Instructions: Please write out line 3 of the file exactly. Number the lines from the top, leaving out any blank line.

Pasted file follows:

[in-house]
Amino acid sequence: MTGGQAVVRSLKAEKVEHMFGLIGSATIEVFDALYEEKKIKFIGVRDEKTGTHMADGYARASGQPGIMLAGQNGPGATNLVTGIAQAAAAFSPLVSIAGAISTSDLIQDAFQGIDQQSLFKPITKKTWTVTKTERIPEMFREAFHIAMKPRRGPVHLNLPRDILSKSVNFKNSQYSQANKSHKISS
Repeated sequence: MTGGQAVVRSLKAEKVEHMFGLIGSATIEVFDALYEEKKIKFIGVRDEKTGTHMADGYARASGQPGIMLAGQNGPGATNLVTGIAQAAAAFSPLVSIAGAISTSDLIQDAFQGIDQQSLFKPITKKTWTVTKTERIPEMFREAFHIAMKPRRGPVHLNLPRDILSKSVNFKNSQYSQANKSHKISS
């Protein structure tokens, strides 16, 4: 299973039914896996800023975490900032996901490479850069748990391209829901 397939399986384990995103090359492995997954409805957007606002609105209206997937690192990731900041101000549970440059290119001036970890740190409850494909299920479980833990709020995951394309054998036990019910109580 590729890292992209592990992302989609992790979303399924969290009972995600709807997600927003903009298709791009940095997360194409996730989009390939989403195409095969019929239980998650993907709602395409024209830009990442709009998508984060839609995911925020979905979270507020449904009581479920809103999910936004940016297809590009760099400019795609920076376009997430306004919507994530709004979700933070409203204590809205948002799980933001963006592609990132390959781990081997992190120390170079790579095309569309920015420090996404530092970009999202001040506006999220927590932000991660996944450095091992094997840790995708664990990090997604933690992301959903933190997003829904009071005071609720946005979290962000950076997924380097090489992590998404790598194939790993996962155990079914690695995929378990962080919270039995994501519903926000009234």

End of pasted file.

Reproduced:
Repeated sequence: MTGGQAVVRSLKAEKVEHMFGLIGSATIEVFDALYEEKKIKFIGVRDEKTGTHMADGYARASGQPGIMLAGQNGPGATNLVTGIAQAAAAFSPLVSIAGAISTSDLIQDAFQGIDQQSLFKPITKKTWTVTKTERIPEMFREAFHIAMKPRRGPVHLNLPRDILSKSVNFKNSQYSQANKSHKISS